I like to go out sometimes with a simple point and shoot camera and just walk around and just look at things; it could be people, buildings or the land/city-scape. Just looking, seeing what catches my eye and then trying to decide what would make a good photo out of what I see. It's like practice photography. It doesn't necessarily mean I'm creating great shots just creating images of the scene before me and figuring out what it is about it that caught my eye.
Why a P&S camera? So that I don't have to worry about camera settings or lens adjustment. I like to shoot, for the most part, at the 35mm setting and only occasionally zoom in to get closer when I can't do so with my feet. And I have one with a view finder, even if it isn't full frame, I just like holding the camera to my face. I don't have VR and it does steady the camera to do so, instead of holding it out and looking at the little screen on the back.
The three photos below are examples of contemplative photography. In the first one I actually waited, in the drizzle. until a vehicle came up in the left lane and hit its brakes. I had liked what I was seeing but something was missing and when the car came by I put the camera to my eye and waited for it to stop and then I fired. Originally I like the soft light, the fog on the mountain and the lights being seen. The car with the red brake lights completed the scene for me.
In the second photo, everything in the scene, except for the bike, was duplicated and that didn't take long to figure out that that is what made the scene for me. Even the reflections of the lights across the street were doubled. I like the way the hats were hung and the fact that the bike itself was red with white sidewalls and that made it stand out all the more. The hard part was getting the angle just right so that you couldn't see other items reflected in the window. This was just a fun scene to photograph.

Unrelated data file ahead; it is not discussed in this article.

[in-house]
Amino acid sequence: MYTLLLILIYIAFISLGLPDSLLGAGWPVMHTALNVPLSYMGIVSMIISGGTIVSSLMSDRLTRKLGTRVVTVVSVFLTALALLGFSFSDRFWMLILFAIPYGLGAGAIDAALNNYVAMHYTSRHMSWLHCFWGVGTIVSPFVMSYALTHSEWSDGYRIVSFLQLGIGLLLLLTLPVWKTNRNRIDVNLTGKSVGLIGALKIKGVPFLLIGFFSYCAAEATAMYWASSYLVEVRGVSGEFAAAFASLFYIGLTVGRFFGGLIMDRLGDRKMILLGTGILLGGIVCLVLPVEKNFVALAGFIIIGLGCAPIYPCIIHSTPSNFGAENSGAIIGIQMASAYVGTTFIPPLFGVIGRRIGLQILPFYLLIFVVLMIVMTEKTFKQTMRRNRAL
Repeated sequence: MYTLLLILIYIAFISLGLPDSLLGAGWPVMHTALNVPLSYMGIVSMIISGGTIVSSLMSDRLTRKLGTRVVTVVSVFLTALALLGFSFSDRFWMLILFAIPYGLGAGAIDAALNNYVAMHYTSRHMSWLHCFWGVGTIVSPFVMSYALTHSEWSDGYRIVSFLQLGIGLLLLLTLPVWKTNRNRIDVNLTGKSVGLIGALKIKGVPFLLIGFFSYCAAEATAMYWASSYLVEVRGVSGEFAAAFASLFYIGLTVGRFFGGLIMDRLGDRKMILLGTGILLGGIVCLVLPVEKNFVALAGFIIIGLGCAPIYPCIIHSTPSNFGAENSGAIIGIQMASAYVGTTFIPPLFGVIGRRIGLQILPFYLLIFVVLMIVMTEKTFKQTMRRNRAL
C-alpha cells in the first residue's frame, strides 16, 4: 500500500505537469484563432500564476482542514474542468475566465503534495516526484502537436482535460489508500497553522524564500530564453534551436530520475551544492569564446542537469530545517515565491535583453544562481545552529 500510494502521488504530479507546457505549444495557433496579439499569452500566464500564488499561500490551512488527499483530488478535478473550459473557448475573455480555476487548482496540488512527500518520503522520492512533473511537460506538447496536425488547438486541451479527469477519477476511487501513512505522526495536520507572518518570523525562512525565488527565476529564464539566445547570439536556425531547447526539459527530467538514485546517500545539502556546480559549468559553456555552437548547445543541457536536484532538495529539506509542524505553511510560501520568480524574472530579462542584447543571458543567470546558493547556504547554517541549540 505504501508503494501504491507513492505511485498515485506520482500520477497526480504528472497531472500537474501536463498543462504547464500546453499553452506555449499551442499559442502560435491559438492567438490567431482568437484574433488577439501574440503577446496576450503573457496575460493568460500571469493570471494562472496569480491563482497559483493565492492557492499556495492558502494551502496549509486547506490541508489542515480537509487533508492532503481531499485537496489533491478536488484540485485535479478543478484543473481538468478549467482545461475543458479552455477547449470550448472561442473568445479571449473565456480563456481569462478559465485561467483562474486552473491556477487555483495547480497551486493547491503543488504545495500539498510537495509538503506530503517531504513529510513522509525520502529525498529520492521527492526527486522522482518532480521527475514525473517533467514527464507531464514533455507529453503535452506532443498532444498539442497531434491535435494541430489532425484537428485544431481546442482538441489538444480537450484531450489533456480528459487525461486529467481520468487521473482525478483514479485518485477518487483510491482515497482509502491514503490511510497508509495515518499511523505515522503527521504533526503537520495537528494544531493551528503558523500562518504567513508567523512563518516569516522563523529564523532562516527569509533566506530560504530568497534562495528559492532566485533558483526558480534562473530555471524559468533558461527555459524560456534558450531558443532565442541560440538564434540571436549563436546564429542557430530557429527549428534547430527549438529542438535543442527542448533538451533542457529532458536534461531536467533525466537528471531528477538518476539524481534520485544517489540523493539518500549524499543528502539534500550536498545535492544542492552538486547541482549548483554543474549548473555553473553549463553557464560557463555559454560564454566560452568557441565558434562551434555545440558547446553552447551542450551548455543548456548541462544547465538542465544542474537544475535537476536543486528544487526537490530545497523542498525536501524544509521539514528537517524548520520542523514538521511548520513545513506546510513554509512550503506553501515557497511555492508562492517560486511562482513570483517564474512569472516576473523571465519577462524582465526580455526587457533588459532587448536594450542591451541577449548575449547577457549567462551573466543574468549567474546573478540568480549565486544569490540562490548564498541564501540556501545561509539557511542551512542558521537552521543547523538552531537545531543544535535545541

In the third photo everything was red, had right angles and you were directed to go in one direction. Only the sign saying "Parking" was faded so that you could almost not make it out, but you still knew what it said. For me the rounded top of the white window add some softness to the hard scene and the fabric awning gave an impression of a sheltering safety to the parking that was available down the lane. And the birds on the arm and on the end of the finger gave a comic relief to another wise hard scene.
For this scene I was actually sitting in my car waiting for my wife to come out of a business and I stared at this scene for about ten minutes before finally seeing what it was I wanted to photograph, and what you see is the final image. Yeah, I did have to zoom in some to get this. If I had gotten out of the car and walked closer I would not have captured the same scene at the same angle I was seeing through the front windshield of the car.
So these are examples of what I call Contemplative Photography or the art of scene meditation before creating the final image. In other words, making it all come together. Now I know this may not work for you, but for me it is good practice in seeing, and you know my motto " If you are not looking you will never see."
Now all of these photos were taken with a Point & Shoot camera - 5 megapixal. And they were all shot on Centre Street in Cumberland on different days.
Try it sometimes. Just go out with a simple camera, if you have one, and just look at things that you normally see on a day by day basis, but look at them in a different way. Look at them as if you have to photograph them and in the process bring out what it is about what you are looking at that makes it stand out. You just might surprise youself.
Yeah, this is my contemplative world, easy going, looking through different eyes and seeing what you never saw before, and you are welcome to it.